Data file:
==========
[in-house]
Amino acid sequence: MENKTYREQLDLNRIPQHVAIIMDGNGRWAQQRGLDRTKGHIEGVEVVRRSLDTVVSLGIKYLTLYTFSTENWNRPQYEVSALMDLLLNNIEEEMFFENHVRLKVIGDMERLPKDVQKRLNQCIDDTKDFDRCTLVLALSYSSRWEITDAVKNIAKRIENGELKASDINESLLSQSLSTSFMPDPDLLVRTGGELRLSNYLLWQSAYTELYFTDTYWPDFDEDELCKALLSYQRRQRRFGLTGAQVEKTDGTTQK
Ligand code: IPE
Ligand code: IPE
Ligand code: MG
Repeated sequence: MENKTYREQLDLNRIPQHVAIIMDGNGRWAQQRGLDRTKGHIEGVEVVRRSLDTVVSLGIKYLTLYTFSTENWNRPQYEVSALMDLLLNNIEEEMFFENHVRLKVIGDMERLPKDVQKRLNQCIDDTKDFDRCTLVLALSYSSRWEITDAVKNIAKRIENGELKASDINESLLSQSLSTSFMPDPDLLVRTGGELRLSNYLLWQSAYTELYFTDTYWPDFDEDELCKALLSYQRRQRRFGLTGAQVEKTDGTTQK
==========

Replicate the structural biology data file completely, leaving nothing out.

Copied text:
[in-house]
Amino acid sequence: MENKTYREQLDLNRIPQHVAIIMDGNGRWAQQRGLDRTKGHIEGVEVVRRSLDTVVSLGIKYLTLYTFSTENWNRPQYEVSALMDLLLNNIEEEMFFENHVRLKVIGDMERLPKDVQKRLNQCIDDTKDFDRCTLVLALSYSSRWEITDAVKNIAKRIENGELKASDINESLLSQSLSTSFMPDPDLLVRTGGELRLSNYLLWQSAYTELYFTDTYWPDFDEDELCKALLSYQRRQRRFGLTGAQVEKTDGTTQK
Ligand code: IPE
Ligand code: IPE
Ligand code: MG
Repeated sequence: MENKTYREQLDLNRIPQHVAIIMDGNGRWAQQRGLDRTKGHIEGVEVVRRSLDTVVSLGIKYLTLYTFSTENWNRPQYEVSALMDLLLNNIEEEMFFENHVRLKVIGDMERLPKDVQKRLNQCIDDTKDFDRCTLVLALSYSSRWEITDAVKNIAKRIENGELKASDINESLLSQSLSTSFMPDPDLLVRTGGELRLSNYLLWQSAYTELYFTDTYWPDFDEDELCKALLSYQRRQRRFGLTGAQVEKTDGTTQK